Today is my grandmother’s birthday.
She’ll likely be celebrating the day quietly with my parents in Aurora, the Missouri town in which she has lived for more than 60 of her 83 years.
Because I spent most of my childhood in Aurora, I’ve always been close with Gaga, but in recent years, as I’ve had my own children and started thinking beyond just the span of years that I will enjoy on this planet, she and I have grown even closer. As the matriarch of our family, she is the keeper of many family stories that she inherited from her own relatives, and I’ve been trying to get her to tell me as many of them as we can squeeze in during each of our visits. (That’s her with Avery in June 2011.)
Last Mother’s Day, I wrote this post about how the community cookbook I was working on for the Austin Food Blogger Alliance aligned with my feminist and genealogical interests.
Fast forward a year to this Mother’s Day weekend. Not only do we have an actual cookbook to show for our efforts, at 4 p.m. today, I will be talking about the book with my fellow contributors at BookPeople, Austin’s premiere bookstore.
It’s a happy coincidence that our event today is on my grandmother’s birthday, a fact that I forgot to mention in an interview I did last weekend with Cecilia Nasti, who produces a food segment on the local NPR stations called Field and Feast. Nasti and I spent Sunday morning making Gaga’s coffeecake, one of my two recipes in the Austin Food Blogger Alliance Cookbook and one that embodies the kind of storytelling through food that I have come to appreciate as my love of family, history, food and journalism have converged in the last few years.
Gaga and I had a cathartic cry over the phone a few weeks ago when she finally got her copy of the book and read the story about our family coming to the U.S. from Sweden in the late 1800s that introduces the coffeecake recipe. I feel so lucky to get to share these moments with her and to have her support as I continue this very personal journey.
But there’s a lingering sadness in my heart when it comes time to celebrate her birthday each year.
This is Troy.
He would have turned 30 today.
Long before I was a mom, a blogger, a cookbook editor or a food writer, I was a simply a journalism student at Mizzou who was interested in storytelling.
So was Troy.
He’d grown up in a small town in Southwest Missouri not far from my small town, but we didn’t meet until we moved to Columbia to go to school.
After our first meeting sometime that freshman year (I think it was a Maneater party, if I remember correctly), we were inseparable, connected by a love of magazines, music, road trips, new experiences, foreign languages and big cities. We traveled to New York, Madison, Austin, San Diego, England, Spain and Italy together, and as we progressed in J-school, took class after class together, sharing our hopes and dreams of what we might accomplish with the stories we’d one day tell.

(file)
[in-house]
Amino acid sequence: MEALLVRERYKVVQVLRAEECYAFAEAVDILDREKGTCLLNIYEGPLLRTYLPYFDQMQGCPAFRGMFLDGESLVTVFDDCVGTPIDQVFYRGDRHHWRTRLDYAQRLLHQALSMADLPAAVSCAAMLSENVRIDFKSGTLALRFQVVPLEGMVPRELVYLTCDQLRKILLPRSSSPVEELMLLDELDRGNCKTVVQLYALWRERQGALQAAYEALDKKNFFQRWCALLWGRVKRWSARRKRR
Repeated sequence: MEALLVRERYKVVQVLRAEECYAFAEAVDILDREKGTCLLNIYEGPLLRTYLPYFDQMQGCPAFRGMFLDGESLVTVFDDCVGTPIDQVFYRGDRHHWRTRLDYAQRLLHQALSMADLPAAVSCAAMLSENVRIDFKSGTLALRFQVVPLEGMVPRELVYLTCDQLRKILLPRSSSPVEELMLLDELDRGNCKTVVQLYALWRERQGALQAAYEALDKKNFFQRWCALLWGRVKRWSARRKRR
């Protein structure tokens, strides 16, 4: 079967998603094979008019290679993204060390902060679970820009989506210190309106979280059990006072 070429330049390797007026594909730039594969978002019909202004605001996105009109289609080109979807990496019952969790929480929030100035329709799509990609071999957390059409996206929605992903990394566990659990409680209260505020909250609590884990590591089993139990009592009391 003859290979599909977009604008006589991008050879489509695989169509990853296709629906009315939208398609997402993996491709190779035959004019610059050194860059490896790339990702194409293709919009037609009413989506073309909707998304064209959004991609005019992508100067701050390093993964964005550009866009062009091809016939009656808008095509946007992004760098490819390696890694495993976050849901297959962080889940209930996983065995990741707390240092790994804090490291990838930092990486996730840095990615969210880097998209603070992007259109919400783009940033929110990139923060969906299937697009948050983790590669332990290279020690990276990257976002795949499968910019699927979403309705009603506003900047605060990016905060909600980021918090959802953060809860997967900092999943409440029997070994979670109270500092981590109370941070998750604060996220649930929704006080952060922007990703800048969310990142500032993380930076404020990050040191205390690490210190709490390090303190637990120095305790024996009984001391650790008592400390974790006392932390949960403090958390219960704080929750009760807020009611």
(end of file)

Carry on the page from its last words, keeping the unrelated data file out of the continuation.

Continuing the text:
After graduation, he moved to Florida for a job he loved at a newspaper in Sarasota, and in June 2006, when I was two months pregnant with Julian and didn’t know it yet, he was killed in a freak car accident.
I was so fraught with grief that I didn’t realize I was carrying a child for another two months.
Becoming a mom and losing my best friend in the same year remains the hardest experience I’ve ever gone through, and not a day goes by that I don’t think about the connection of the two. And with every new experience or growth in my personal and professional life, I mourn the loss of those same experiences for my dearest friend.
It’s a sadness that I know I will carry with me until my last day, but in the past seven years, I’ve tried to honor that grief by thinking about Troy on days like today, when I’m doing something that I know he’d be so incredibly proud of.
Telling stories — and helping other people tell their stories — is something for which so many of us feel a calling, no matter if we recognize it and turn it into a career or if we unknowingly honor that calling by sharing stories over something as simple as a slice of coffeecake and a cup of coffee.
We often like to tell the stories that fill us with pride and joy, but when you really start digging and getting to know a person, stories that aren’t so happy inevitably emerge. These are the stories that can put a crack in our voices and an unspeakable pain in our hearts, but they are the stories that also define who we are.
Being a storyteller means embracing all the stories, not just the ones with happy endings.